The 12 best cricket books of 2023

We’ve read and reviewed all of this year’s best cricket books – from biographies and cricket history books, to more light-hearted tomes – and here we’re picking out the best dozen


Cricket lovers really are spoil for choice when trying to pick out cricket books to read. Surely no other sport boasts the quality of the written word that cricket can muster?

It's perhaps a consequence of those long, hazy summer days of yore that attracts the finest minds to produce cricket books at a rate quicker than Jonny Bairstow accumulates runs. So whether you're buying for your own entertainment or on the hunt for a perfect cricket gift, you'll find the pick of this year's best cricket books right here.

We've read and reviewed all of this year's best cricket books – from biographies and cricket history books, to more light-hearted tomes – and here we’re picking out the dozen best.

Please note that when you purchase through links on our site, we may earn an affiliate commission


1. Wisden Cricketers' Almanack 2023 (Edited by Lawrence Booth)

£57 (Bloomsbury, 1,568pp)

The definitive retrospective of the 2022 cricket season is back to its best – all 1,568 pages of it. As well as the usual serving of scorecards and statistics, this year's edition covers topics as diverse as the inevitable encroachment of the IPL, warnings against private investment, tributes to Shane Warne, games attended by Elizabeth II, cricket in Ukraine, Jane Austen, and colostomy bags.

What The Cricketer said: "These days, we are more likely to find consolation, not influence, in Wisden, and again that joy exists in abundance." – 5 stars

Click here to buy Wisden Cricketers' Almanack 2023 from Amazon

Click here to buy Wisden Cricketers' Almanack 2023 from Waterstones


2. On the Ashes by Gideon Haigh

£17 (Allen & Unwin, 416pp)

One of today's very best cricket writers, Haigh has produced an archive of 80-odd Ashes vignettes that mostly centre around the individuals and characters - from Harry Trott and Ken Farnes all the way through to Allan Border and James Anderson - that have made this storied rivalry as endlessly compelling as it is.

What The Cricketer said: "Beautifully written and tells you things that you probably didn’t know." – 4.5 stars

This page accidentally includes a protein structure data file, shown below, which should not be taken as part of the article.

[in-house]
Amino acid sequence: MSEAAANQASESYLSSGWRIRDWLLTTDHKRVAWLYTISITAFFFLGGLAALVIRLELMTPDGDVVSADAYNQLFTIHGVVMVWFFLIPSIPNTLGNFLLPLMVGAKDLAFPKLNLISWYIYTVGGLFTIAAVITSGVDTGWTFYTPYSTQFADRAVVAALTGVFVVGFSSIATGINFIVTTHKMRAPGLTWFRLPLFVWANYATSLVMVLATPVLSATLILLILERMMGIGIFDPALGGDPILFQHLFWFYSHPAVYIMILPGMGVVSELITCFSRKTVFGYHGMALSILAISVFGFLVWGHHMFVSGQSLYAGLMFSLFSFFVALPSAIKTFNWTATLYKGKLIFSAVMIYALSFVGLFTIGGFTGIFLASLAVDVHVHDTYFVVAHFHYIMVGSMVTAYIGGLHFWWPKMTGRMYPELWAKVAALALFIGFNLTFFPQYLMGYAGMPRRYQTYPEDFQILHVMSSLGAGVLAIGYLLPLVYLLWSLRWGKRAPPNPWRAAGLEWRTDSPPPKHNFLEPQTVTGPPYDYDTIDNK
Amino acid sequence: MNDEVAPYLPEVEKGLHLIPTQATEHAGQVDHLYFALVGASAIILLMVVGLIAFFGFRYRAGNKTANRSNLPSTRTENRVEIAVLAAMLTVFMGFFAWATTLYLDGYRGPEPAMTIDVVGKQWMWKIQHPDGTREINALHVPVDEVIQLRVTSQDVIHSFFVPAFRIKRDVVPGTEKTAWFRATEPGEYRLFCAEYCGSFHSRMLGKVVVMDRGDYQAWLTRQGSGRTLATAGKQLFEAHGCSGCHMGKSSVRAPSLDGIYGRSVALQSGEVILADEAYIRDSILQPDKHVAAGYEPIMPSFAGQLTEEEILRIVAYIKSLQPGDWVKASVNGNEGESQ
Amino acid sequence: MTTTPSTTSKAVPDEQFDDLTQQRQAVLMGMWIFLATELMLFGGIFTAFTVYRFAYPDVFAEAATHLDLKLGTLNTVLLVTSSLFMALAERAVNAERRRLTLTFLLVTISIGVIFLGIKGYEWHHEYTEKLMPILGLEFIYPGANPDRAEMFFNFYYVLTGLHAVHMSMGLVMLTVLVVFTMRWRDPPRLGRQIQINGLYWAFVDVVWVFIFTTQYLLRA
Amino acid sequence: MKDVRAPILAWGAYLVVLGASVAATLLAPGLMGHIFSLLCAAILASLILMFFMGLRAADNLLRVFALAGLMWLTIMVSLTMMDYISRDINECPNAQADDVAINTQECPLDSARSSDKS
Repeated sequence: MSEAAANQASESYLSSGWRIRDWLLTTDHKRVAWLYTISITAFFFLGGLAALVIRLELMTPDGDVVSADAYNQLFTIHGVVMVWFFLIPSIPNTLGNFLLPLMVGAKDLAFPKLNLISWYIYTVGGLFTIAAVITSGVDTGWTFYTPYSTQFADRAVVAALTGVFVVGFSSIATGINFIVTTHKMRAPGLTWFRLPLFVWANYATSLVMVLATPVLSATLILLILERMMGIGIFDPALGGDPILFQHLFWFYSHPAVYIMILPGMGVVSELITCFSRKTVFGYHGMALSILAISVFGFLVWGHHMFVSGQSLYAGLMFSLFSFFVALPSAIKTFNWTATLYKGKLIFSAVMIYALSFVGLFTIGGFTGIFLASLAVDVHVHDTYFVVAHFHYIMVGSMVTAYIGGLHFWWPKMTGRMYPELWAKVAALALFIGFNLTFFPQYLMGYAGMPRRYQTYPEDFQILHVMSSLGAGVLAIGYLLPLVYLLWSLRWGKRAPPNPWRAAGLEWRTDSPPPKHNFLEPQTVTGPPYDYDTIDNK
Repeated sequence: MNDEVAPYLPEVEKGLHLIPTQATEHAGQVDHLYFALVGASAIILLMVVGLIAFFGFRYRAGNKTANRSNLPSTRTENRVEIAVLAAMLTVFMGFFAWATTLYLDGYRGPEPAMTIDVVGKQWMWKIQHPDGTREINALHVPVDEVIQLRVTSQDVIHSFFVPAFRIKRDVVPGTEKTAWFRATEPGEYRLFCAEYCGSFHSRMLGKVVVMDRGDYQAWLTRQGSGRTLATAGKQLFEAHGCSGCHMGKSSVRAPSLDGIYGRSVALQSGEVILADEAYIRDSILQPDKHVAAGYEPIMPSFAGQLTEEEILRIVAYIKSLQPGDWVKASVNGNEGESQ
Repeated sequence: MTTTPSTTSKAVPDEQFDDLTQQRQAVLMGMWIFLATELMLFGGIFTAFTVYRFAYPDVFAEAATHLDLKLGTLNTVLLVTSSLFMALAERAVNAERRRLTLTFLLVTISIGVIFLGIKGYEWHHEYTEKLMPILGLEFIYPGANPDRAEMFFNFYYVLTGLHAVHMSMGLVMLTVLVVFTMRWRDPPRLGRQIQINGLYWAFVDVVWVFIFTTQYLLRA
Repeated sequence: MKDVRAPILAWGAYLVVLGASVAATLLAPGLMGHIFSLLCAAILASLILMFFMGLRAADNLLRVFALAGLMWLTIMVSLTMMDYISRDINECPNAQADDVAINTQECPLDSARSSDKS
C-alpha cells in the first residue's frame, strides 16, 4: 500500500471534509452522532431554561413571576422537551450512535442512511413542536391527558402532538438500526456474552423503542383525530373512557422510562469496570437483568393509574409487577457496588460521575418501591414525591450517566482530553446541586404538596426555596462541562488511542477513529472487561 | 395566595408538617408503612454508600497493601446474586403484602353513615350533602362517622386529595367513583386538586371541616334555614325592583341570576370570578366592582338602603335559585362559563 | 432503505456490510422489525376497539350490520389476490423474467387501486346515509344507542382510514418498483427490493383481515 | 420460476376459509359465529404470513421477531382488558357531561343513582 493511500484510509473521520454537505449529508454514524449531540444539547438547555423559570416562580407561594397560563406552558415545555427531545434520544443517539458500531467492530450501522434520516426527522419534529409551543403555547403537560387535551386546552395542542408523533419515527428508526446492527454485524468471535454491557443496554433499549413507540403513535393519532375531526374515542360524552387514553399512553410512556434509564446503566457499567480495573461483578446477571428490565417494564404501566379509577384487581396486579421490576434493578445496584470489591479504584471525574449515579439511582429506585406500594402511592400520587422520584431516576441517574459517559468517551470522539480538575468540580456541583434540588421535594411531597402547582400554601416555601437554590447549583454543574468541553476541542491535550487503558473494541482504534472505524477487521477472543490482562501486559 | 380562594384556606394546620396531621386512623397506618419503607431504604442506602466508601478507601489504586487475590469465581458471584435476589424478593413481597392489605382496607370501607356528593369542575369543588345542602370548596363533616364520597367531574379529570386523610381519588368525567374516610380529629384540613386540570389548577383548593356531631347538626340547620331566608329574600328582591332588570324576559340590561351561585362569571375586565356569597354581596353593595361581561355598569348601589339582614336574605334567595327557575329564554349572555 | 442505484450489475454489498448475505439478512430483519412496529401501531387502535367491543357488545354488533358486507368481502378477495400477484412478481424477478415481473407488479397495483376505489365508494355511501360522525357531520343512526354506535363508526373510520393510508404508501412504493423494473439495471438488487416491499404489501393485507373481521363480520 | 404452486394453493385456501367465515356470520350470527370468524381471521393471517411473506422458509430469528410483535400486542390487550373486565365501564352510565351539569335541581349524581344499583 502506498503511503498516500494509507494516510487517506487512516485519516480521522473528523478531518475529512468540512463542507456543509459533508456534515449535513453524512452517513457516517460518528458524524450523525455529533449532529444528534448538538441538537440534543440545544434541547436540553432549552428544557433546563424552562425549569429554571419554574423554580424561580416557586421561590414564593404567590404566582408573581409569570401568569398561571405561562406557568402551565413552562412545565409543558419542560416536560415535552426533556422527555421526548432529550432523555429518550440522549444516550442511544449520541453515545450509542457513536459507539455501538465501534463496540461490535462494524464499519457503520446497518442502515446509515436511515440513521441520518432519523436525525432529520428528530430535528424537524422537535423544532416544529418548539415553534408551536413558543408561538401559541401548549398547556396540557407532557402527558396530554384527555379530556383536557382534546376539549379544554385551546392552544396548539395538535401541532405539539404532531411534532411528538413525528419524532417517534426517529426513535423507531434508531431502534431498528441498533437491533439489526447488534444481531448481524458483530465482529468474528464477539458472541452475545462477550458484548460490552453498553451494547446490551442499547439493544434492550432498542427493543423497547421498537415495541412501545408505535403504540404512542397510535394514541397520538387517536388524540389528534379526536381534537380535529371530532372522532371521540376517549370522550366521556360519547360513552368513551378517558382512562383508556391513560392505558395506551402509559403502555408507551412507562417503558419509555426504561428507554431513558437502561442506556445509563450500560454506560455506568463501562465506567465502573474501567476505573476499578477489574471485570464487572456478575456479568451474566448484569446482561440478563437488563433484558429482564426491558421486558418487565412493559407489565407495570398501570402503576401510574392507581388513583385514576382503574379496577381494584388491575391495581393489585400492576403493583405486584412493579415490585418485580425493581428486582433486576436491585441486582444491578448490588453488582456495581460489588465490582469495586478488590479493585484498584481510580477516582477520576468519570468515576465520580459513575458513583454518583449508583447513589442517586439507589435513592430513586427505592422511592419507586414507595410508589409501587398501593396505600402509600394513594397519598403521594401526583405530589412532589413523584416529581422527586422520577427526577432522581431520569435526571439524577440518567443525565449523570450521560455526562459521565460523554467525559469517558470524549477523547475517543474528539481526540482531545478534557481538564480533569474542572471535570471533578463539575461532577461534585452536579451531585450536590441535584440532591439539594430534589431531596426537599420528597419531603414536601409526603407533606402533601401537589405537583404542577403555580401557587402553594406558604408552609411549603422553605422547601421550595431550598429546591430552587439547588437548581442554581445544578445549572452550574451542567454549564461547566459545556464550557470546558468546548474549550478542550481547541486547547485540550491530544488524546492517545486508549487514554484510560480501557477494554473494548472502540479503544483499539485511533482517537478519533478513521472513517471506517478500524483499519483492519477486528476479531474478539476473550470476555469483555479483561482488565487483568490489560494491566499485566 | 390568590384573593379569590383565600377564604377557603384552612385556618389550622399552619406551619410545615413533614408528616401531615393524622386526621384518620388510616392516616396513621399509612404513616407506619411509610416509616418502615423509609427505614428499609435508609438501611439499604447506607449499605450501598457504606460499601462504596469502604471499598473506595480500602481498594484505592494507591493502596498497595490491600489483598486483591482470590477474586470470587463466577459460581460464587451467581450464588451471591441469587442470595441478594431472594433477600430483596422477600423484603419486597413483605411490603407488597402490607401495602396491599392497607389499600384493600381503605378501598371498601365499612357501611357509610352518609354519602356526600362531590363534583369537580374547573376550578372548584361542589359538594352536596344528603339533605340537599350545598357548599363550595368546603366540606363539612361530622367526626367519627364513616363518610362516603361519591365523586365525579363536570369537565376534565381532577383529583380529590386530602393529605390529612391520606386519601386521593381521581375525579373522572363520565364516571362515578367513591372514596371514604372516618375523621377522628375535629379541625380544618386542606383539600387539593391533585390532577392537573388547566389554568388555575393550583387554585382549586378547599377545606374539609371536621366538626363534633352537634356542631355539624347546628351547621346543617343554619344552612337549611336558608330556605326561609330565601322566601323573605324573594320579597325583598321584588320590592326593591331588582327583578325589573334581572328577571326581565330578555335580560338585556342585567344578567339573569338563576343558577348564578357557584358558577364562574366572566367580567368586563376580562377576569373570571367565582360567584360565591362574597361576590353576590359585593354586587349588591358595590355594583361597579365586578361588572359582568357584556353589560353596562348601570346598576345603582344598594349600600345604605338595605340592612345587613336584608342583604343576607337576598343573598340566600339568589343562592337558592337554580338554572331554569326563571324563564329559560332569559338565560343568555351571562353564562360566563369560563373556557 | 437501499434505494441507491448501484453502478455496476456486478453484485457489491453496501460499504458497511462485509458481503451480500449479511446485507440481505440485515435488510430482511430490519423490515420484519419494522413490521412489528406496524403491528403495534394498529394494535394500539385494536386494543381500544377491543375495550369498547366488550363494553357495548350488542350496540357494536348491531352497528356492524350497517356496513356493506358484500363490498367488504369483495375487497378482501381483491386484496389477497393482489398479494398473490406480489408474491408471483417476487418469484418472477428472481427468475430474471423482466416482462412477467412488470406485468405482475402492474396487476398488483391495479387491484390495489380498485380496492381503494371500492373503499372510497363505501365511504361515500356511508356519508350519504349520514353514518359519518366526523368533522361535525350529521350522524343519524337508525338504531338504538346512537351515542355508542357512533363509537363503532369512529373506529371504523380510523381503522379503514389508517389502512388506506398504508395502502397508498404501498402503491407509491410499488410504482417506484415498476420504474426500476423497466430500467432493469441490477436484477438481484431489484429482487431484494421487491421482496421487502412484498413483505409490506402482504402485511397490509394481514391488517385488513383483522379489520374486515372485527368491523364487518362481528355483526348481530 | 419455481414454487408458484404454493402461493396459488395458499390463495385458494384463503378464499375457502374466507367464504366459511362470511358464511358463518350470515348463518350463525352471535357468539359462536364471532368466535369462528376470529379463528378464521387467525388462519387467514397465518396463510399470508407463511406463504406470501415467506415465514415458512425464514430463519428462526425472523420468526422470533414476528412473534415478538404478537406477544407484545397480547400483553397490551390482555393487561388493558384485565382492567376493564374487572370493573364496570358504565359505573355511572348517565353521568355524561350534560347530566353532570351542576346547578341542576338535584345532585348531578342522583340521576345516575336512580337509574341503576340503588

Click here to buy On the Ashes from Amazon

Click here to buy On the Ashes from Waterstones


3. Warne in Wisden: an anthology (Edited by Richard Whitehead)

£18.99 (John Wisden & Co, 288pp)

Richard Whitehead contributes some of the most engaging obituaries to Wisden Cricketers’ Almanack each year, and he has done a fine job curating this rich and diverse account of the game's greatest leg-spinner - from colourful long-form restrospectives to in-depth dissections of his bowling.

What The Cricketer said: "Richard Whitehead has done a top job pulling together an anthology on the blond bombshell." – 4.5 stars

Click here to buy Warne in Wisden from Amazon

Click here to buy Warne in Wisden from Waterstones


4. Disappearing World: Our Eighteen First-Class Cricket Counties by Scyld Berry

£19.99 (Pitch Publishing, 286pp)

A joyous eulogy rather than a frustrated epitaph, over 18 colourful and erudite essays the doyen of living cricket writers shows his soft spot for each of the first-class counties. 

What The Cricketer said: "Scyld Berry is the best critical friend the game has known." – 4 stars

Click here to buy Disappearing World from Amazon

Click here to buy Disappearing World from Waterstones


5. The Tour: The Story of the England Cricket Team Overseas 1877-2022 by Simon Wilde

£20 (Simon & Schuster, 592pp)

This lengthy but hugely readable tome from one of today’s most popular cricket writers entertaining and informative account of 146 years of overseas assignments by England men’s teams. From captains selected for their speech-making abilities, players missing out die to misdemeanours, through to those who suffered acute homesickness, it charts the extraordinary evolution of the touring experience.

What The Cricketer said: "Superbly researched mix of analysis and anecdote; not presented chronologically as many writers might have done, but thematically, with fact-filled boxes concluding each chapter." – 4 stars

Click here to buy The Tour from Amazon

Click here to buy The Tour from Waterstones


6. White Hot: The Inside Story of England Cricket’s Double World Champions by Tim Wigmore & Matt Roller

£22 (Bloomsbury Publishing, 268pp)

White Hot begins with a brilliant first line: "In English men’s sport, winning normally means you’re about to lose." But this time, England didn’t flop and are the first team to hold both World Cup trophies simultaneously. This book charts England’s rise to twin summits from the nadir of the 2015 World Cup, using a fantastic array of interviews and statistics.